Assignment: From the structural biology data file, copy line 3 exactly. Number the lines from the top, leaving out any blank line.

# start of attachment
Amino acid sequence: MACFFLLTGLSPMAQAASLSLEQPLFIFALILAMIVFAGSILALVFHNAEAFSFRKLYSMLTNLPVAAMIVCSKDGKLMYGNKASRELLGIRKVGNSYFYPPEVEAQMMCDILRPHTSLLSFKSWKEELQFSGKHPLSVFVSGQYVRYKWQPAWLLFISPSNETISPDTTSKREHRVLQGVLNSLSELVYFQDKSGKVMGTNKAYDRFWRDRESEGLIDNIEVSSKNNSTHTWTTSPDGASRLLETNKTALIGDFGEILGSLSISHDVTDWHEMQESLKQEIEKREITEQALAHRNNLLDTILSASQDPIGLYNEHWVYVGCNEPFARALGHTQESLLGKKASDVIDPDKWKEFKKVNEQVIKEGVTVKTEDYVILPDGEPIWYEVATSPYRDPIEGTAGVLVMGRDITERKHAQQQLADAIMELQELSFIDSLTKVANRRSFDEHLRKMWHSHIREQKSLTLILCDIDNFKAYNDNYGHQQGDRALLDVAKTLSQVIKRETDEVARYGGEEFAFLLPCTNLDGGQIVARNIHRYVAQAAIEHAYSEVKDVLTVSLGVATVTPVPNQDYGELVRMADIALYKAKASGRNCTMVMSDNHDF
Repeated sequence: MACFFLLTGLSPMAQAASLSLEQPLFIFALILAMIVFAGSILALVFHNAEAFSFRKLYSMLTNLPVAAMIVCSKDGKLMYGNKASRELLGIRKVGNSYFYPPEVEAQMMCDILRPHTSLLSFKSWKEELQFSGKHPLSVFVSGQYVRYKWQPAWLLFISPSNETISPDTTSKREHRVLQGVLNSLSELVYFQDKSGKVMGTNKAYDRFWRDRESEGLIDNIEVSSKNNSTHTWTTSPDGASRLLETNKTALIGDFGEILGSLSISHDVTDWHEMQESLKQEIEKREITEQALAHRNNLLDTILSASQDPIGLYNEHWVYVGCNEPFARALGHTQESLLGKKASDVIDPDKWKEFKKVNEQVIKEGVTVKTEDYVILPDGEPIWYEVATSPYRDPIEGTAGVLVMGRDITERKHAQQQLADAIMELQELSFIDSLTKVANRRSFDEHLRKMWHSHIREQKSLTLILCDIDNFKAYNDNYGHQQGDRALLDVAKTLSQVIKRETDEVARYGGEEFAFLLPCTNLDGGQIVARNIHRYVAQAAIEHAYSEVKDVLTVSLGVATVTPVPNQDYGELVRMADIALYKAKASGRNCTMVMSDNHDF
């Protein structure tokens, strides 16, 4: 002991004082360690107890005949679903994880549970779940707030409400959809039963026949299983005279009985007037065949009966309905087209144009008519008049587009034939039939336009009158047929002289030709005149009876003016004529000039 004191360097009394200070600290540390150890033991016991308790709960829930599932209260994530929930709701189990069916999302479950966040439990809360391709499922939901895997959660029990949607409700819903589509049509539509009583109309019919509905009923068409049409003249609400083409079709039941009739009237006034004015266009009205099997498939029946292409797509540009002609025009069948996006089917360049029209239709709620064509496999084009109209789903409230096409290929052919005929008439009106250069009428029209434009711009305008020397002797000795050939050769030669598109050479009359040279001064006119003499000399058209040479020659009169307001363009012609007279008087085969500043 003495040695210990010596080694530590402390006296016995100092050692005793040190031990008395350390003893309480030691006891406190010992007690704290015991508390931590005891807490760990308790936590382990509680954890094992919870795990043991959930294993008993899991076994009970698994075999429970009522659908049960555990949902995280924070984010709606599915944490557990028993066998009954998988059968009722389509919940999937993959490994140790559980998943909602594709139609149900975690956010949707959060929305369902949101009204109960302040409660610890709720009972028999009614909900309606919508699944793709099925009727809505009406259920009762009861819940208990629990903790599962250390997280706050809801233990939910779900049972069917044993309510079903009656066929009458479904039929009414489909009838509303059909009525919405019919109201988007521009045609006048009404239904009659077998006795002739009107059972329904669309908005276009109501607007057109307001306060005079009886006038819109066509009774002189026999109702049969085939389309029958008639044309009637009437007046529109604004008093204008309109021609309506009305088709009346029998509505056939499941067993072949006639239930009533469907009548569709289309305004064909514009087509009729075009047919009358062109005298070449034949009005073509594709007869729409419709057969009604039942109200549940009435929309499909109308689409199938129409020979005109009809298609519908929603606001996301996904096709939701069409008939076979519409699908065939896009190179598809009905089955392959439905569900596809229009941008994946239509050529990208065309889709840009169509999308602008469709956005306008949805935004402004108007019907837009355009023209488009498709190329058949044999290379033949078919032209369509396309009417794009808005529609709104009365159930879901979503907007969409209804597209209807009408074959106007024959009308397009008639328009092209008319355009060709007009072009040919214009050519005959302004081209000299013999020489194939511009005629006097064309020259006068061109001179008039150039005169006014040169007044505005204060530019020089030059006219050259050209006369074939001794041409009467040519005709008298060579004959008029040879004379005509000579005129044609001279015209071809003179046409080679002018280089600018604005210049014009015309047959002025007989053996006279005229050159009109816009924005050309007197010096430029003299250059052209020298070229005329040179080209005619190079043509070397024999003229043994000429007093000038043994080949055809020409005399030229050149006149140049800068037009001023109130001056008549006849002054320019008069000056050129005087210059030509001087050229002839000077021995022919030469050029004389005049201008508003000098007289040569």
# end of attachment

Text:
């Protein structure tokens, strides 16, 4: 002991004082360690107890005949679903994880549970779940707030409400959809039963026949299983005279009985007037065949009966309905087209144009008519008049587009034939039939336009009158047929002289030709005149009876003016004529000039 004191360097009394200070600290540390150890033991016991308790709960829930599932209260994530929930709701189990069916999302479950966040439990809360391709499922939901895997959660029990949607409700819903589509049509539509009583109309019919509905009923068409049409003249609400083409079709039941009739009237006034004015266009009205099997498939029946292409797509540009002609025009069948996006089917360049029209239709709620064509496999084009109209789903409230096409290929052919005929008439009106250069009428029209434009711009305008020397002797000795050939050769030669598109050479009359040279001064006119003499000399058209040479020659009169307001363009012609007279008087085969500043 003495040695210990010596080694530590402390006296016995100092050692005793040190031990008395350390003893309480030691006891406190010992007690704290015991508390931590005891807490760990308790936590382990509680954890094992919870795990043991959930294993008993899991076994009970698994075999429970009522659908049960555990949902995280924070984010709606599915944490557990028993066998009954998988059968009722389509919940999937993959490994140790559980998943909602594709139609149900975690956010949707959060929305369902949101009204109960302040409660610890709720009972028999009614909900309606919508699944793709099925009727809505009406259920009762009861819940208990629990903790599962250390997280706050809801233990939910779900049972069917044993309510079903009656066929009458479904039929009414489909009838509303059909009525919405019919109201988007521009045609006048009404239904009659077998006795002739009107059972329904669309908005276009109501607007057109307001306060005079009886006038819109066509009774002189026999109702049969085939389309029958008639044309009637009437007046529109604004008093204008309109021609309506009305088709009346029998509505056939499941067993072949006639239930009533469907009548569709289309305004064909514009087509009729075009047919009358062109005298070449034949009005073509594709007869729409419709057969009604039942109200549940009435929309499909109308689409199938129409020979005109009809298609519908929603606001996301996904096709939701069409008939076979519409699908065939896009190179598809009905089955392959439905569900596809229009941008994946239509050529990208065309889709840009169509999308602008469709956005306008949805935004402004108007019907837009355009023209488009498709190329058949044999290379033949078919032209369509396309009417794009808005529609709104009365159930879901979503907007969409209804597209209807009408074959106007024959009308397009008639328009092209008319355009060709007009072009040919214009050519005959302004081209000299013999020489194939511009005629006097064309020259006068061109001179008039150039005169006014040169007044505005204060530019020089030059006219050259050209006369074939001794041409009467040519005709008298060579004959008029040879004379005509000579005129044609001279015209071809003179046409080679002018280089600018604005210049014009015309047959002025007989053996006279005229050159009109816009924005050309007197010096430029003299250059052209020298070229005329040179080209005619190079043509070397024999003229043994000429007093000038043994080949055809020409005399030229050149006149140049800068037009001023109130001056008549006849002054320019008069000056050129005087210059030509001087050229002839000077021995022919030469050029004389005049201008508003000098007289040569």